This Week in History


The Pictou Pastor: Educating with Humour

For the week of Monday December 18, 2006

On December 22, 1821, the first of 22 satirical letters from Mephibosheth Stepsure appeared in the Acadian Register, a Halifax newspaper. Mephibosheth – exterminator of shame – was a pseudonym for the Reverend Thomas McCulloch of Pictou, Nova Scotia, a Presbyterian minister, educator, administrator, naturalist, and author.

Thomas McCulloch by Sir Daniel Macnee, 1845
© Province of Nova Scotia

Scottish by birth, McCulloch studied logic, languages, medicine, history, and politics at Glasgow University before deciding on the Presbyterian ministry as his life’s work. After graduating from Divinity Hall, Whitburn, in 1803, he immigrated to Canada with his family to commence missionary work on Prince Edward Island. Waylaid by winter storms, he was convinced by the inhabitants of Pictou, Nova Scotia, to remain there and he became the first minister of Harbour Church in June 1804.

Pictou Academy, 1817 (PCA #G-1357-FC)
© The Presbyterian Church in Canada (2003)

McCulloch was a leading advocate of liberalism in Nova Scotia, battling with the colonial authorities for school funding and for political change. He opened the province’s first non-sectarian grammar school in 1806 and co-founded Pictou Academy in 1816. There, he served as principal and instructor until 1838 when he was appointed first president of Dalhousie College and professor of logic, rhetoric, and philosophy. For McCulloch, a proper education included training in the traditional classics as well as in mathematics and the physical sciences. He attempted to develop a desire in his students to seek knowledge. McCulloch argued that all Protestant communities could reap the benefits of a Christian education for their children by co-operating in a single interdenominational system.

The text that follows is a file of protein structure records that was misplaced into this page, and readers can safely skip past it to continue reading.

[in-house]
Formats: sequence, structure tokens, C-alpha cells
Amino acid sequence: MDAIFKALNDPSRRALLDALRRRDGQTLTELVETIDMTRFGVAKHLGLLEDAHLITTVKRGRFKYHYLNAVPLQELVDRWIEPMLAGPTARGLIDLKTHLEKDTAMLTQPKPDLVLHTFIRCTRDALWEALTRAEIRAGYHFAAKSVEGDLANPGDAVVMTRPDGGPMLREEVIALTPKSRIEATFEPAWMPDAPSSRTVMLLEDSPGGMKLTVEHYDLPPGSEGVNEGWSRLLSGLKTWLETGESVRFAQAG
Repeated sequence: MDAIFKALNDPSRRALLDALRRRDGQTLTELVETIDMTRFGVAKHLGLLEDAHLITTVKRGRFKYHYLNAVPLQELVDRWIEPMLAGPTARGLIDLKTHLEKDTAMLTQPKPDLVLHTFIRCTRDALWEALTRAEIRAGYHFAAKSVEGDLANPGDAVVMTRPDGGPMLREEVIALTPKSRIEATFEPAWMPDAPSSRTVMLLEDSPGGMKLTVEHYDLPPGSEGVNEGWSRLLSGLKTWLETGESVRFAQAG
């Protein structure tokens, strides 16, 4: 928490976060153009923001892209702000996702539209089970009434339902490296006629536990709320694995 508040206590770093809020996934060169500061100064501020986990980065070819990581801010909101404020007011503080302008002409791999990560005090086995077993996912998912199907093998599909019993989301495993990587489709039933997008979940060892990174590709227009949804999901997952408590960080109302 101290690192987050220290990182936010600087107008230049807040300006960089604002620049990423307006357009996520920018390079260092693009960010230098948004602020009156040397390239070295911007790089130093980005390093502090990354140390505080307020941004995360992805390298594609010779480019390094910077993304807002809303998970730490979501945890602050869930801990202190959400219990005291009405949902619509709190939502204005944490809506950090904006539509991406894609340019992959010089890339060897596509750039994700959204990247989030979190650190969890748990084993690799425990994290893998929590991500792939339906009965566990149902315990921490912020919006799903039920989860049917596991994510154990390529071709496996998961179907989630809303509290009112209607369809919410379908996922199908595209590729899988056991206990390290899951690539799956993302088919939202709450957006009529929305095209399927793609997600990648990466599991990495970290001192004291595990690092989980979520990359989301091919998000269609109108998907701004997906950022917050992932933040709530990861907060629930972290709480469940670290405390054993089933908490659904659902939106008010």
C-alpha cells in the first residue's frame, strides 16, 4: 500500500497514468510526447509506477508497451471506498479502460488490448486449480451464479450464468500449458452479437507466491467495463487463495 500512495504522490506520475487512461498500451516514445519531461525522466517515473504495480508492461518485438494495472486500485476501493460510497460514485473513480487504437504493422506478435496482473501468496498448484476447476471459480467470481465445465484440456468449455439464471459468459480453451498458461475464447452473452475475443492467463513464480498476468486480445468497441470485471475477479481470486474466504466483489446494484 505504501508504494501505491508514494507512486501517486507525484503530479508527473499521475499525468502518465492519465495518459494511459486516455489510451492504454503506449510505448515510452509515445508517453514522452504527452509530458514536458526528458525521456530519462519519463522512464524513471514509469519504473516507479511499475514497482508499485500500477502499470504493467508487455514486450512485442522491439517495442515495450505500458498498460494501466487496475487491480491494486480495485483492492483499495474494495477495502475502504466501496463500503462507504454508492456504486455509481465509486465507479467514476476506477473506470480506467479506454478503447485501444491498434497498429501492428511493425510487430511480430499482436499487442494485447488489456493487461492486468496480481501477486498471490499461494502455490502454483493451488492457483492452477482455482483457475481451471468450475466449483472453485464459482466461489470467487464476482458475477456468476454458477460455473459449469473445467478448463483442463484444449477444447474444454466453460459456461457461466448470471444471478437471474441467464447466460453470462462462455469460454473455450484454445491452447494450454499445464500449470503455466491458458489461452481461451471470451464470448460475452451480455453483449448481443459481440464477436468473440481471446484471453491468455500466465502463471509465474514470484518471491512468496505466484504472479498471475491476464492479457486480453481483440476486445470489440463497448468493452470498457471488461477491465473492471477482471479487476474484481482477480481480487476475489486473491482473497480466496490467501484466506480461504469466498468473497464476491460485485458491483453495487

McCulloch's best-known literary works, The Letters of Mephibosheth Stepsure were his humorous attempts to cajole his neighbours into improving their attitudes towards life. Stepsure preached the virtues of living frugally, of a liberal education, of community service, and of the importance of family life.

Pictou Academy (third structure 1895-1938)
© Courtesy Pictou County GenWeb
Pictou Academy students were rewarded solely on academic merit and not social status, a first for British North America. The exhaustive curriculum ensured that the graduates were well prepared for the competitive world they were entering. When several graduates were given oral entrance exams at Glasgow University, they were immediately granted Masters of Arts degrees.

For his contribution to education in Nova Scotia, for his influence upon the perceptions and intellectual lives of his students – lawyers, businessmen, scholars, clergymen, educators, and scientists – and for his contribution to literature as “the founder of genuine Canadian humour,” Thomas McCulloch was designated a National Historic Person in 1959. His Pictou Academy was made a National Historic Site in 1937.

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